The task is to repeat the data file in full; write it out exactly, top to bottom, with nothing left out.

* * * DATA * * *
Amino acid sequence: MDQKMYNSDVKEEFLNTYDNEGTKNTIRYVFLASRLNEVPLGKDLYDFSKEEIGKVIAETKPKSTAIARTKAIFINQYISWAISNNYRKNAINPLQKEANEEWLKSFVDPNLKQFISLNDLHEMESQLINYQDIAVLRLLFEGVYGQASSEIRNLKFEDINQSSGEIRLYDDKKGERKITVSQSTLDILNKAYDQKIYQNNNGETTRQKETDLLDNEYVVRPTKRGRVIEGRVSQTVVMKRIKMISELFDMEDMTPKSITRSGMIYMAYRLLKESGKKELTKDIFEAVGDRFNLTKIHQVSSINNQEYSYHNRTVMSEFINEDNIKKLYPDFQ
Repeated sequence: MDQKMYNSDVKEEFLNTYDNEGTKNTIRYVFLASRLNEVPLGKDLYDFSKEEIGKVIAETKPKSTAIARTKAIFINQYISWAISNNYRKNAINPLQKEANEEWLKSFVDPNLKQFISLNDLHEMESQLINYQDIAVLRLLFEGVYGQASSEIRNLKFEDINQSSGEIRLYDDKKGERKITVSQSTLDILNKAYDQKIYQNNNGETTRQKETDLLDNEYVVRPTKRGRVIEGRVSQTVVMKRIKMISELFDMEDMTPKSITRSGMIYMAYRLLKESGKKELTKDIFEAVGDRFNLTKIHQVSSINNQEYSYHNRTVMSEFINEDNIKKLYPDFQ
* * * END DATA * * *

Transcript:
Amino acid sequence: MDQKMYNSDVKEEFLNTYDNEGTKNTIRYVFLASRLNEVPLGKDLYDFSKEEIGKVIAETKPKSTAIARTKAIFINQYISWAISNNYRKNAINPLQKEANEEWLKSFVDPNLKQFISLNDLHEMESQLINYQDIAVLRLLFEGVYGQASSEIRNLKFEDINQSSGEIRLYDDKKGERKITVSQSTLDILNKAYDQKIYQNNNGETTRQKETDLLDNEYVVRPTKRGRVIEGRVSQTVVMKRIKMISELFDMEDMTPKSITRSGMIYMAYRLLKESGKKELTKDIFEAVGDRFNLTKIHQVSSINNQEYSYHNRTVMSEFINEDNIKKLYPDFQ
Repeated sequence: MDQKMYNSDVKEEFLNTYDNEGTKNTIRYVFLASRLNEVPLGKDLYDFSKEEIGKVIAETKPKSTAIARTKAIFINQYISWAISNNYRKNAINPLQKEANEEWLKSFVDPNLKQFISLNDLHEMESQLINYQDIAVLRLLFEGVYGQASSEIRNLKFEDINQSSGEIRLYDDKKGERKITVSQSTLDILNKAYDQKIYQNNNGETTRQKETDLLDNEYVVRPTKRGRVIEGRVSQTVVMKRIKMISELFDMEDMTPKSITRSGMIYMAYRLLKESGKKELTKDIFEAVGDRFNLTKIHQVSSINNQEYSYHNRTVMSEFINEDNIKKLYPDFQ